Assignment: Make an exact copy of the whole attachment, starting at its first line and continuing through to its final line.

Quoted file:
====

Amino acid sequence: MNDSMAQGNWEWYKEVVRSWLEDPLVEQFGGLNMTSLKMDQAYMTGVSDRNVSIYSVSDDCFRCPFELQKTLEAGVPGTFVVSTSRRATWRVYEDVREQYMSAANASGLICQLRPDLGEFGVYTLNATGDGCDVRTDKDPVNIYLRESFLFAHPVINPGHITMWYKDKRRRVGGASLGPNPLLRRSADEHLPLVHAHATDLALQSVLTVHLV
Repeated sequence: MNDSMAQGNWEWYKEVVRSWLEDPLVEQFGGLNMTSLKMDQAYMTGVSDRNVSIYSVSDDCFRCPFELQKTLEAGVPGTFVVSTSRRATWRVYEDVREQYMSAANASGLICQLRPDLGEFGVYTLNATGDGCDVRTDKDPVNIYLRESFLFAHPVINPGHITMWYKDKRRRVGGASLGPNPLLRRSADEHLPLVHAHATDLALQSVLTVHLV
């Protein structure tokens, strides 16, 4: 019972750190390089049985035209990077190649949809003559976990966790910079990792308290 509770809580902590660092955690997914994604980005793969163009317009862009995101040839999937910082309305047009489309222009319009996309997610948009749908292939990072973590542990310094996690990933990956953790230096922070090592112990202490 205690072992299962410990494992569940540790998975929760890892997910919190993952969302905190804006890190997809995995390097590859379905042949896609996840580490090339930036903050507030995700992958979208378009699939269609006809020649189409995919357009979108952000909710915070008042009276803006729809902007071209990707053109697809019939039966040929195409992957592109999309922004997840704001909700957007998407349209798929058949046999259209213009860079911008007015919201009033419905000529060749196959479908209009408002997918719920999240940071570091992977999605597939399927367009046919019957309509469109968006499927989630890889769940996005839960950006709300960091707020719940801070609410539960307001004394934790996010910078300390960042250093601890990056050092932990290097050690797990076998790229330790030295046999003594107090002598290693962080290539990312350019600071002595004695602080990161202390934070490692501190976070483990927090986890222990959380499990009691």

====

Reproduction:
Amino acid sequence: MNDSMAQGNWEWYKEVVRSWLEDPLVEQFGGLNMTSLKMDQAYMTGVSDRNVSIYSVSDDCFRCPFELQKTLEAGVPGTFVVSTSRRATWRVYEDVREQYMSAANASGLICQLRPDLGEFGVYTLNATGDGCDVRTDKDPVNIYLRESFLFAHPVINPGHITMWYKDKRRRVGGASLGPNPLLRRSADEHLPLVHAHATDLALQSVLTVHLV
Repeated sequence: MNDSMAQGNWEWYKEVVRSWLEDPLVEQFGGLNMTSLKMDQAYMTGVSDRNVSIYSVSDDCFRCPFELQKTLEAGVPGTFVVSTSRRATWRVYEDVREQYMSAANASGLICQLRPDLGEFGVYTLNATGDGCDVRTDKDPVNIYLRESFLFAHPVINPGHITMWYKDKRRRVGGASLGPNPLLRRSADEHLPLVHAHATDLALQSVLTVHLV
């Protein structure tokens, strides 16, 4: 019972750190390089049985035209990077190649949809003559976990966790910079990792308290 509770809580902590660092955690997914994604980005793969163009317009862009995101040839999937910082309305047009489309222009319009996309997610948009749908292939990072973590542990310094996690990933990956953790230096922070090592112990202490 205690072992299962410990494992569940540790998975929760890892997910919190993952969302905190804006890190997809995995390097590859379905042949896609996840580490090339930036903050507030995700992958979208378009699939269609006809020649189409995919357009979108952000909710915070008042009276803006729809902007071209990707053109697809019939039966040929195409992957592109999309922004997840704001909700957007998407349209798929058949046999259209213009860079911008007015919201009033419905000529060749196959479908209009408002997918719920999240940071570091992977999605597939399927367009046919019957309509469109968006499927989630890889769940996005839960950006709300960091707020719940801070609410539960307001004394934790996010910078300390960042250093601890990056050092932990290097050690797990076998790229330790030295046999003594107090002598290693962080290539990312350019600071002595004695602080990161202390934070490692501190976070483990927090986890222990959380499990009691």